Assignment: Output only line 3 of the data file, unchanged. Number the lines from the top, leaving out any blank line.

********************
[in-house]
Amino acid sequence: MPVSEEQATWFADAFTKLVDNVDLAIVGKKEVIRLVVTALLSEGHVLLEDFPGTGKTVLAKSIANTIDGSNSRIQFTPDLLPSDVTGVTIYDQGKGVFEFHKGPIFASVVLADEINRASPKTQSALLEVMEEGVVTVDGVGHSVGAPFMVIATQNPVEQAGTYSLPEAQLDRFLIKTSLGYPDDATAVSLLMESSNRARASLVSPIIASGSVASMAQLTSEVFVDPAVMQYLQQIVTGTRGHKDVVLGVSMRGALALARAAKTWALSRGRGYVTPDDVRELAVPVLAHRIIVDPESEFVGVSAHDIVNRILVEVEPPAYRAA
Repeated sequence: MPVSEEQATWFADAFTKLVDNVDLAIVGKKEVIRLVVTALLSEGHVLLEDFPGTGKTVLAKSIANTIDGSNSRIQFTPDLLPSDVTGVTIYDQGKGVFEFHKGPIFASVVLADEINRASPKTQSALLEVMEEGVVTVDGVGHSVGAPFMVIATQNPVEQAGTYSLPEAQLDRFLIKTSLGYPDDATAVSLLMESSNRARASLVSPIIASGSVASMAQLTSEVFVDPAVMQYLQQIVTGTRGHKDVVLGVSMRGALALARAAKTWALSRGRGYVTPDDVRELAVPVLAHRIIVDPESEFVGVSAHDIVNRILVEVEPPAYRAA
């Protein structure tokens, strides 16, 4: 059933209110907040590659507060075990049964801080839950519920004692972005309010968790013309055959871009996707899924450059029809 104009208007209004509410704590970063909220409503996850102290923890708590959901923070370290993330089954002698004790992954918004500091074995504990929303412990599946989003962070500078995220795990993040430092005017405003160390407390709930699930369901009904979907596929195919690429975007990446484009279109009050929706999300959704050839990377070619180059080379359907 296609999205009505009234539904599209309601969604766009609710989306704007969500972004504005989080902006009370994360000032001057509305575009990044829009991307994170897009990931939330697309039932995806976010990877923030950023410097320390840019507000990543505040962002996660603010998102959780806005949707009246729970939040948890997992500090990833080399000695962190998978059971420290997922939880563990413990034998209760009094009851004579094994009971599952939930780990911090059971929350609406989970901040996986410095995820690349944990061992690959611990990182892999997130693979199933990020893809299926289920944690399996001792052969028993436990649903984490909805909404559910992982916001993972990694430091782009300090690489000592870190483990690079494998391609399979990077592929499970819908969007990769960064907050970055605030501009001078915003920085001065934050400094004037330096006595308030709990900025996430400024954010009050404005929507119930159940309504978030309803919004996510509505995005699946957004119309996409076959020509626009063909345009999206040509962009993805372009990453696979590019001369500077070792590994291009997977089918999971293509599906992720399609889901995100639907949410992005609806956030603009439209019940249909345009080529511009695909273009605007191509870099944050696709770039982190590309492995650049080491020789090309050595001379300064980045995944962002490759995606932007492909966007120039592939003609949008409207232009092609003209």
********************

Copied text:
Repeated sequence: MPVSEEQATWFADAFTKLVDNVDLAIVGKKEVIRLVVTALLSEGHVLLEDFPGTGKTVLAKSIANTIDGSNSRIQFTPDLLPSDVTGVTIYDQGKGVFEFHKGPIFASVVLADEINRASPKTQSALLEVMEEGVVTVDGVGHSVGAPFMVIATQNPVEQAGTYSLPEAQLDRFLIKTSLGYPDDATAVSLLMESSNRARASLVSPIIASGSVASMAQLTSEVFVDPAVMQYLQQIVTGTRGHKDVVLGVSMRGALALARAAKTWALSRGRGYVTPDDVRELAVPVLAHRIIVDPESEFVGVSAHDIVNRILVEVEPPAYRAA